We woke up early to organise transportation, and sat for a long time as the only two passengers in a minivan until Sean and Fanny, a Chinese couple signed on. Sean and Fanny negotiated a discounted price for the extra empty seats, and we left right away. This turned out to be a sound investment, as Sean is a professional photographer, Fanny a keen amateur, and they requested frequent photo stops. Our poor driver ended up with a five our drive instead of the usual three. The scenery was truly spectacular; the snow-capped Tro La Mountains, Yihun Lhatso, a turquoise alpine holy lake, hundreds of yaks dotting the scenery and the occasional small wooden Tibetan home. The most impressive sight however, had to be the all female group of pilgrims, lugging giant packs, making their way to Lhasa, on foot. We had taken a photo break when they caught up to us on the highway. The old women and the young nuns dropped their packs and rested on the side of the road. Two of the pilgrims made their way to a home, whose owner spotted them and came out to fill their alms bags with rice. The women would be making the journey fueled mostly by rice and bread. Some of them were clearly well over 60 years old, hunched over, under the weight of their supplies. We couldn't help but admire them, especially as we chugged up the multiple switchbacks leading to the Tro La Pass in our hired minivan. At the top of the pass we stopped for photos while our driver threw the customary pack of prayer papers into the wind. Descending from the pass, we entered an alpine valley, the road sandwiched between cliff walls and a clear blue river. We saw more trees than we had seen in weeks.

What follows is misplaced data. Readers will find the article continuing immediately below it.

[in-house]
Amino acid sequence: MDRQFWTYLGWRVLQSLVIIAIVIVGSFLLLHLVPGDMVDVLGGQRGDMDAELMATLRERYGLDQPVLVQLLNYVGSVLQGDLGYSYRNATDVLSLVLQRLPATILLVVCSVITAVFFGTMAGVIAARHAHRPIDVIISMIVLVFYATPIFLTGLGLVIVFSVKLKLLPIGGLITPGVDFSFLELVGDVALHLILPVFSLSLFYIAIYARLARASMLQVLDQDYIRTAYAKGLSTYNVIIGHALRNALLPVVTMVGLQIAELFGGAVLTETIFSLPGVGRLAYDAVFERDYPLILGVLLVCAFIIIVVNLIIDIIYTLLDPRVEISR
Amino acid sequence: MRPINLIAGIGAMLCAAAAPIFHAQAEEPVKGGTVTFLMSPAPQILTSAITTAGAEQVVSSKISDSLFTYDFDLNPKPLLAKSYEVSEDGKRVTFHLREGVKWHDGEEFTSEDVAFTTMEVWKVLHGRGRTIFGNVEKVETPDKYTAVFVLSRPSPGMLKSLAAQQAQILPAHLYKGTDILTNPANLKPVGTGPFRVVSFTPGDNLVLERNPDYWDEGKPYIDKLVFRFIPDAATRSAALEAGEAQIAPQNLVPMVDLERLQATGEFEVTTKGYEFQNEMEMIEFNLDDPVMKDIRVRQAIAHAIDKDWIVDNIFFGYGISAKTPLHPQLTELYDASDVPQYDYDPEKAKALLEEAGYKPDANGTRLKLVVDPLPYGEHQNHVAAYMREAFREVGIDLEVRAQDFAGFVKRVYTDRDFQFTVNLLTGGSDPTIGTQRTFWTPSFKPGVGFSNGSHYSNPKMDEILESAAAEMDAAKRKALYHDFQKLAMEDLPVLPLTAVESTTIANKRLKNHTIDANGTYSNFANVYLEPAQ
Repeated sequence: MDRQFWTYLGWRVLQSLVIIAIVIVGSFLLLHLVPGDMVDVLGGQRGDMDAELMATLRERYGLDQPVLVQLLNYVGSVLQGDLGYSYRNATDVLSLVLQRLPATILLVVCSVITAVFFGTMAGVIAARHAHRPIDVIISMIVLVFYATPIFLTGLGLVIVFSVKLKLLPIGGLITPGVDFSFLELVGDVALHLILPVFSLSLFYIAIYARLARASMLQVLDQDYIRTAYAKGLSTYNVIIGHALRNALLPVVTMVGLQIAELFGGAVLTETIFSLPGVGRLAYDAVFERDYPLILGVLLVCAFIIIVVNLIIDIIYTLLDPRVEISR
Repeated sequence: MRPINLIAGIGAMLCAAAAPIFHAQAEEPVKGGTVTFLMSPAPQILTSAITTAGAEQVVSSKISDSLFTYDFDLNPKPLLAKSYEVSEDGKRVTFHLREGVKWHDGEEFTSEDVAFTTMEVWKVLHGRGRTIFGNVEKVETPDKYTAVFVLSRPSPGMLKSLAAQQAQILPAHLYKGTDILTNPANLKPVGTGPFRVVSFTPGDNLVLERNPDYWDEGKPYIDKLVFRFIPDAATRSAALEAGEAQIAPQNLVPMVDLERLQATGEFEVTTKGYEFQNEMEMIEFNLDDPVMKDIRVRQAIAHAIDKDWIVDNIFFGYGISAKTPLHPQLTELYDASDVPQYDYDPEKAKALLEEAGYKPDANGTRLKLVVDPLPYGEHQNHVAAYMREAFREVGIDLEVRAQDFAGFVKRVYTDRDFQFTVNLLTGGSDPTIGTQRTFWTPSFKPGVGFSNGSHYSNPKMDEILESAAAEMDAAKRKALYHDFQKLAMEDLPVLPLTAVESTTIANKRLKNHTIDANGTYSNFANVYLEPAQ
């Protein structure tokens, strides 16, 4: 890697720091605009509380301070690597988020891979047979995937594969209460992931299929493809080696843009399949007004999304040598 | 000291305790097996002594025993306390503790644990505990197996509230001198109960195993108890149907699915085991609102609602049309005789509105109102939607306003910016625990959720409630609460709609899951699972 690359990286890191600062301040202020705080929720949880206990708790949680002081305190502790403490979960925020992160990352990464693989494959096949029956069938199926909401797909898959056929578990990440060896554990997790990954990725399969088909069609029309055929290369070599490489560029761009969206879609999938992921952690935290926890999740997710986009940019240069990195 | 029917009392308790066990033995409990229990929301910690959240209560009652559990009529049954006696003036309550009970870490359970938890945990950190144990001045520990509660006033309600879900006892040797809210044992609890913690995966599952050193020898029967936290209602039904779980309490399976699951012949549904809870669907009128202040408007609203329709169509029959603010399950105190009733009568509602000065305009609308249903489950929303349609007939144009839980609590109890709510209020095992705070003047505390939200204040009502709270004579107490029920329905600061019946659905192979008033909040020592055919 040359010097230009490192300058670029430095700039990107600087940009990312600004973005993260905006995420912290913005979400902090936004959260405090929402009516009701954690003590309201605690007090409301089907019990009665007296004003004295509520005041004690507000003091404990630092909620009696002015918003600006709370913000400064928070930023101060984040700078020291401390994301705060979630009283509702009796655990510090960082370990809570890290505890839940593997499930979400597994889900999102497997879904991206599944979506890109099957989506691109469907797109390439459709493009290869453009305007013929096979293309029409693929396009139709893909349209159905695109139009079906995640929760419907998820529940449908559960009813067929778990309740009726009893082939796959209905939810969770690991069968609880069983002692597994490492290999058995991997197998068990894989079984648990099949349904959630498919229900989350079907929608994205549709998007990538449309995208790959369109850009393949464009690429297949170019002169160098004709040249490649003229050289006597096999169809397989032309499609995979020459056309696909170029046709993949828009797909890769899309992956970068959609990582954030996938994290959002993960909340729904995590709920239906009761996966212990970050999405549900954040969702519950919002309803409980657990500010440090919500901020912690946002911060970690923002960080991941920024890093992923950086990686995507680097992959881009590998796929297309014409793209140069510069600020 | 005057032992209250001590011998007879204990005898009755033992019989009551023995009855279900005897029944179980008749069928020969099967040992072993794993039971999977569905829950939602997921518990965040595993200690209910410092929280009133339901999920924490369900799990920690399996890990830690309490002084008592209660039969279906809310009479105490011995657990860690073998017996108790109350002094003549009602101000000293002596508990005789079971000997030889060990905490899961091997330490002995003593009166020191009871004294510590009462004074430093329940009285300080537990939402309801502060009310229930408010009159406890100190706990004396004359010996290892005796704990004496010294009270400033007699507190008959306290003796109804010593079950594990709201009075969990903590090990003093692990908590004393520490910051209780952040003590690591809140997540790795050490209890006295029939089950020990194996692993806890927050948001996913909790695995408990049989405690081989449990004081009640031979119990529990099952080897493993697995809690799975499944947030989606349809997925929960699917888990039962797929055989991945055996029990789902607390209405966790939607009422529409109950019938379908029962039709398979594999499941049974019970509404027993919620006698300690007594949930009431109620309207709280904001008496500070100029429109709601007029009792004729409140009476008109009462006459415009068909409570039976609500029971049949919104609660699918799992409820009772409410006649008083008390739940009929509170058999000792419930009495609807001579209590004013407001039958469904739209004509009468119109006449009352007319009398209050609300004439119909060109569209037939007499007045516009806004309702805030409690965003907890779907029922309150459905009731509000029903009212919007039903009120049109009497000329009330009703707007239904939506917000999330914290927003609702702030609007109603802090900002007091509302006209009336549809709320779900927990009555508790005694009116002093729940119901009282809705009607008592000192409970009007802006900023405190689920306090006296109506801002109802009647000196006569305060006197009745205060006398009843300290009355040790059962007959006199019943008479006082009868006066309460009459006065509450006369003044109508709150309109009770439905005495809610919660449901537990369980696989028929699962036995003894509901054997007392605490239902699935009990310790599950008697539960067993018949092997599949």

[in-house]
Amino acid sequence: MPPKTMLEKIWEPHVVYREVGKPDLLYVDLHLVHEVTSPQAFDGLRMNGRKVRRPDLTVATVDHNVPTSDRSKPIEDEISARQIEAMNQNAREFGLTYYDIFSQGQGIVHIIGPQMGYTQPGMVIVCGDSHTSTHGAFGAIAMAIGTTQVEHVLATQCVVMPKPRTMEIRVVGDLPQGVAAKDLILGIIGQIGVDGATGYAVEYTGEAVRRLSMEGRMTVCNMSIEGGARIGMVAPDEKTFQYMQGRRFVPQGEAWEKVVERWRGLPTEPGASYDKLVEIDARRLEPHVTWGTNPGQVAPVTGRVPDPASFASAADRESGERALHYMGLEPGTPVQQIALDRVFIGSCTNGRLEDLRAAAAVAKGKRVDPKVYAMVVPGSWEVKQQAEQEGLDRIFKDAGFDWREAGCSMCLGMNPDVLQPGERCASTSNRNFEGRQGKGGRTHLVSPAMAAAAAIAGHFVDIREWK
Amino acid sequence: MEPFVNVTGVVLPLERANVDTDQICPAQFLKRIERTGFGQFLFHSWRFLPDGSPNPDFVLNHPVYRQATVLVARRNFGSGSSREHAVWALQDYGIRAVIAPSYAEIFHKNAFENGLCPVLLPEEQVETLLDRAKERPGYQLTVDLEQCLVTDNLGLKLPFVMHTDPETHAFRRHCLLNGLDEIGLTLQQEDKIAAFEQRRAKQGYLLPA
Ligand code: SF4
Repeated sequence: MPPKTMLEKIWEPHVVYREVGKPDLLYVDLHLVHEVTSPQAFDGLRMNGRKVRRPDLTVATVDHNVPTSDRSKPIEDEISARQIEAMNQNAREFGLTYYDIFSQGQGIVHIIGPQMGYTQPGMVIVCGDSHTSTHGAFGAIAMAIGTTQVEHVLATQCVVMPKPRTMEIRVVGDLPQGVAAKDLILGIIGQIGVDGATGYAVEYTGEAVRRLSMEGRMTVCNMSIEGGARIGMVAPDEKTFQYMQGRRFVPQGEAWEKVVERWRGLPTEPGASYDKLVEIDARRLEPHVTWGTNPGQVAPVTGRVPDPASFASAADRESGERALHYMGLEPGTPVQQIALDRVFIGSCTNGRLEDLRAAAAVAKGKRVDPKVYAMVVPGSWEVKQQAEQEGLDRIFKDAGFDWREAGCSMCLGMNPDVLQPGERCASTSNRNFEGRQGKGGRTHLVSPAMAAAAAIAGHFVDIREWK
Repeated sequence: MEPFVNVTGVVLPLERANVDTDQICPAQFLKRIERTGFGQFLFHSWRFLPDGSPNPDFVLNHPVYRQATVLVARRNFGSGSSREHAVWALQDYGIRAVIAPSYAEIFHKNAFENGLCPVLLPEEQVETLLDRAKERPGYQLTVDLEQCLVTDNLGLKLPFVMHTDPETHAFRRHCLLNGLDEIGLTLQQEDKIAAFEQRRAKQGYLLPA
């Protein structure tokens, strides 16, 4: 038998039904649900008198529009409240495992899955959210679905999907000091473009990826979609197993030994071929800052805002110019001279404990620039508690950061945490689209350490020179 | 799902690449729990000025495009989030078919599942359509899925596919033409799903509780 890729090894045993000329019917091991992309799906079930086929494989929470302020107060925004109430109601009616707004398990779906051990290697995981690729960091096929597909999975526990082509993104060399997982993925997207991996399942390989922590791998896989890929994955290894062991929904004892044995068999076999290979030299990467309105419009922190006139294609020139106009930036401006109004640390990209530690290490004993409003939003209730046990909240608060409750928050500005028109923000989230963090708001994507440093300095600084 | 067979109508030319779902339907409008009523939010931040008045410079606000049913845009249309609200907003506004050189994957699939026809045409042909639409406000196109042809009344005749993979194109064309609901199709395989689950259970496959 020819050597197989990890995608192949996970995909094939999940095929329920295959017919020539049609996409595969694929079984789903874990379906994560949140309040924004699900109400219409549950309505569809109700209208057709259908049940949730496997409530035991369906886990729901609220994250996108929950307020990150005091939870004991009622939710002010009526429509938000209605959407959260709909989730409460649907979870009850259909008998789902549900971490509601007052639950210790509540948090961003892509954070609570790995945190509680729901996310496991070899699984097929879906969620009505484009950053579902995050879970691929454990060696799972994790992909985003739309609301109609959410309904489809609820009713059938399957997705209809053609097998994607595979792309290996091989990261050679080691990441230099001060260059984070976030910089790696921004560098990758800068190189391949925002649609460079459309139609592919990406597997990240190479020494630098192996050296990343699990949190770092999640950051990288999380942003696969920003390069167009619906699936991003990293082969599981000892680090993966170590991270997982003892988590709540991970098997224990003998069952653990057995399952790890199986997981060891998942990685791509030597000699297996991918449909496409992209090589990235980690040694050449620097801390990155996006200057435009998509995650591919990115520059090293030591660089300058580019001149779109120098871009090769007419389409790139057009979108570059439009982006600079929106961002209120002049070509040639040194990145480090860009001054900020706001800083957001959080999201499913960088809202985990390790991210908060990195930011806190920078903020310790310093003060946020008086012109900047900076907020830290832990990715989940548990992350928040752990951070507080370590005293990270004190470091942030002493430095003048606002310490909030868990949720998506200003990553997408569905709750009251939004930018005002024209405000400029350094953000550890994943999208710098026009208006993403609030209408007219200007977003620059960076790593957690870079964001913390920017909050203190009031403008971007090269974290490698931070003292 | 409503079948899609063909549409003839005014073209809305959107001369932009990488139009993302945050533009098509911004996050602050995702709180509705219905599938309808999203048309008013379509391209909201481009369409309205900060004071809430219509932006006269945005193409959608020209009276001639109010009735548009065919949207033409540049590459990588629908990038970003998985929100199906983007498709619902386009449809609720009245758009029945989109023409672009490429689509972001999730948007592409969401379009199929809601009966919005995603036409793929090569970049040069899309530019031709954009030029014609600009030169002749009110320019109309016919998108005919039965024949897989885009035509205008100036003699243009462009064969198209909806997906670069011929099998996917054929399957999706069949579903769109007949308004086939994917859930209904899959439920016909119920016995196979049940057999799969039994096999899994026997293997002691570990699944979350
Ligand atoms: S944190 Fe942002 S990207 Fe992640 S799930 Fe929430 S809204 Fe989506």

We arrived in Dege in the afternoon, where we checked into a dorm room with Sean and Fanny and were treated to a Sichuan lunch (Fanny is Sichuanese). We had made the trip to Dege, even though it was somewhat of a dead end (as we didn't have permits to enter Tibet) to see what is marketed to tourists as "The Heart of Tibetan Culture", the Bakong Scripture Lamasery. It is a 300 year-old lamasery, responsible for the production of over 2500 prints of Buddhist scripture a day. The three floors of the lamasery are lined with shelved of hand carved wooden printing blocks (there are almost 300,000 of them). Using only natural sunlight (to reduce the risk of fire), dozens of workers bind scriptures, mix glue and paints, hang prints to dry and stack the hundreds of prints for delivery. The printers themselves work in pairs, one using a roller to apply red paint to the printing block the other flattening a blank sheet of paper onto the fresh paint. They work incredibly quickly, hardly taking breaks as they lay the scriptures on their legs so that they can flip them and print the other side. In a small room we found a group of old men looking over the newly printed scriptures, discarding any poorly printed ones. Outside the lamasery, pilgrims circumambulate it for hours on end. Behind the scripture lamasery, there is an even older monastery. Although slightly less important, it is beautiful and has a large number of resident monks. When we visited, the prayer hall was packed to the brim with monks, in prayer session. We decided to camp out on the balcony overlooking the courtyard (and the only exit from the prayer hall), to get photos of the monks crowding into the courtyard after prayers (we got the idea from the handful of photographers already waiting on the balcony). We gave up waiting fairly early, but returned later only to find the photographers still waiting, and the monks still praying. The stand-off didn't last much longer, with the photographers packing it in first, then Yann and I. When we left, the monks had been praying for over three hours and there was no end in sight. Dege is of understandable interest to tourists, but owing to its isolation, receives less of them than it probably should. When we were there, pilgrims far outnumbered foreign tourists. For dinner, we passed on the Tibetan food again, and had Sichuan cuisine with Sean and Fanny as well as a fifth traveller from Beijing. Sean shared photo tips with Yann for most of the evening and promised to take him to a used camera market when we visited them in Guangzhou later on in our trip. The next morning Yann and I were headed back over the mountains to Manigango and further, while Sean and Fanny were continuing into Tibet, unhindered by permit requirements. We bought our pack of Tibetan prayer papers (from the Han Chinese shopkeeper) and were ready for one more trip over the Tro La Pass.